Still, the tone of the movie is well placed, with some nice colour manipulation throughout that give the film a real sense of foreboding. This isn't the work of a master producer, but it's still nice to see and lends itself particularly well to Draco's subplot. Indeed, arguably the best-crafted sequences in the film are the frequent panning shots or subtle framing used to constantly remind the viewer about Draco. Without spending too much time with the character centre stage, the crew keep us in permanent suspense as to what his plans are whilst making it clear that he is being manipulated beyond his will, isolated from his friends and family. Subtle but poignant, it's a shame the same level of care wasn't taken with the similar issues playing out between Snape and Dumbledore themselves.

Harry Potter and the Deathly Hallows: Part One

Spoilers Ahead: My reviews are not spoiler-free. You have been warned.

A perfectly decent yet ultimately forgettable entry into the franchise. It does what it needs to: sets up the various character arcs and story points necessary for the big finale. The mood is distinctly sombre, far more than in any previous part of the franchise, which can get a little dragging at times. Also, despite having split the book into two films, several key details are still skipped out which makes several scenes less impactful overall. The various colour filters are also back from film six in force.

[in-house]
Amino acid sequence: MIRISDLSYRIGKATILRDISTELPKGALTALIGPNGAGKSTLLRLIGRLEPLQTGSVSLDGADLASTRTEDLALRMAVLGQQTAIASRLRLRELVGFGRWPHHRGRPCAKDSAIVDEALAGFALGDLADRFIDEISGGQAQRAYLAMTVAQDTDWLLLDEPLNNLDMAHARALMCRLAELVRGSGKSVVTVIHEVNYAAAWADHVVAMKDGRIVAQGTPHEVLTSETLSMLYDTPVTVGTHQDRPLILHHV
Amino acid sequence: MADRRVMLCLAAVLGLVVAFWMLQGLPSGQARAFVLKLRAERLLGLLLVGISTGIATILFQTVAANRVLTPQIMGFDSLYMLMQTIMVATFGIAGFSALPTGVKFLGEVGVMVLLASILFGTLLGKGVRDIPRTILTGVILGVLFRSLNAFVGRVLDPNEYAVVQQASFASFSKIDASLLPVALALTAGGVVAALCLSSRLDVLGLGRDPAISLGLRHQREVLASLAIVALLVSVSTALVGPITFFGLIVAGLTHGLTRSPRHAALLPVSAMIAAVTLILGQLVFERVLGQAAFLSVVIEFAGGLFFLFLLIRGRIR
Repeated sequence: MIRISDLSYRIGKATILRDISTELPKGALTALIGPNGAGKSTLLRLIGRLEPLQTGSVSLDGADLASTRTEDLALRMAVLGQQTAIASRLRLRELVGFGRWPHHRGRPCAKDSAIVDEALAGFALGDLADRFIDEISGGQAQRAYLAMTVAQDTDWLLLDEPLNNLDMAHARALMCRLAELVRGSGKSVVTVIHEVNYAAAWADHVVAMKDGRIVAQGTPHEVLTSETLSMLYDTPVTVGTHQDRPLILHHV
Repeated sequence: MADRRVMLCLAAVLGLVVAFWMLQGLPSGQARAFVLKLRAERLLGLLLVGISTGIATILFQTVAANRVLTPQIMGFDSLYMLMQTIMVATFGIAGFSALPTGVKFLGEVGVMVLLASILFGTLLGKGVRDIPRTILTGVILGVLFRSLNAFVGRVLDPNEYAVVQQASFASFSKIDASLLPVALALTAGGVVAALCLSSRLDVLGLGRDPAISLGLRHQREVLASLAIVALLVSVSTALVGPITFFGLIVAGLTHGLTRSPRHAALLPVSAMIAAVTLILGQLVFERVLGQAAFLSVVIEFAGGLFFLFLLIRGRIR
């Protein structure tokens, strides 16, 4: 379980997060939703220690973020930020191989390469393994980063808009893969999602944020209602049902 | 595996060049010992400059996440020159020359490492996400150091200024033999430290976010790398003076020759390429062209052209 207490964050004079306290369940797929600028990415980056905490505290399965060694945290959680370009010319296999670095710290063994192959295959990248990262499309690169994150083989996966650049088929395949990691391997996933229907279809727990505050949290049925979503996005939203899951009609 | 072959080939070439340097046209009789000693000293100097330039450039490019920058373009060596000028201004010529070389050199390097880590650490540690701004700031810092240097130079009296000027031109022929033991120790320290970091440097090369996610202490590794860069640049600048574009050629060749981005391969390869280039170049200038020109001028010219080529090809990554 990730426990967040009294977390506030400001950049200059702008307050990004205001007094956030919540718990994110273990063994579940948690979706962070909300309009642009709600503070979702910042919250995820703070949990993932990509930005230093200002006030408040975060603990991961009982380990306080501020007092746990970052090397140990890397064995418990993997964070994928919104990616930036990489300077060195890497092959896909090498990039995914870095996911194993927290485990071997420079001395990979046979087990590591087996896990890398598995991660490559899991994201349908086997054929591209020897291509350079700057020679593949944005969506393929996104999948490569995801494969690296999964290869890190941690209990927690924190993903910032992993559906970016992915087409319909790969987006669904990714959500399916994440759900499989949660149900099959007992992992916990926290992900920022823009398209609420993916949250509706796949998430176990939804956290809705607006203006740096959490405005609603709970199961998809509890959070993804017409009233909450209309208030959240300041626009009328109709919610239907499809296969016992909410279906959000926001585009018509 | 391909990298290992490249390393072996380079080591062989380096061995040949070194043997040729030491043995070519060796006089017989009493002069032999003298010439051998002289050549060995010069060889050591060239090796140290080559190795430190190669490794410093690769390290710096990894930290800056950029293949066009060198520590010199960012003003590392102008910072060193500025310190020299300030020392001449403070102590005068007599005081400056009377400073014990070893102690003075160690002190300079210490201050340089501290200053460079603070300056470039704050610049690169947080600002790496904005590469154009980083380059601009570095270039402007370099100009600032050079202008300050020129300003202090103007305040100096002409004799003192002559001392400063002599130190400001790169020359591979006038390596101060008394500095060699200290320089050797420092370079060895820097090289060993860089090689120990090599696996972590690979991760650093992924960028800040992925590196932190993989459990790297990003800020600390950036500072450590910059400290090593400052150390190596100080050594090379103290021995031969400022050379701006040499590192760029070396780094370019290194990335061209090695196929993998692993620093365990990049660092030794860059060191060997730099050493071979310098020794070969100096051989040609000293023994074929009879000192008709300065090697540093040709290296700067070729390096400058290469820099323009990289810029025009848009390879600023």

Despite all the above, I enjoyed the film. The moments with both Dobby and Luna's father are solid instances that highlight the growing stakes and real repercussions that are beginning to occur, even for relatively minor characters. Actually, a shout out to the scene with Mr Lovegood. There is no reason for this scene to stand out in my memory as much as it does, but it's wonderfully well put together and very powerfully acted, even if the betrayal is a little telegraphed. In stark contrast are the scenes between Harry and Ron leading up to the latter ultimately leaving (and then suddenly returning). Though I understand it shows the evil of the horcrux, the ultimate payoff is lacklustre. I remember feeling the same way in the book, but because the book was one story it felt less important by the end. By splitting the film in two, this plotline had to carry a lot more and unfortunately does feel a little flat. It's also clearly lifted directly from LotR...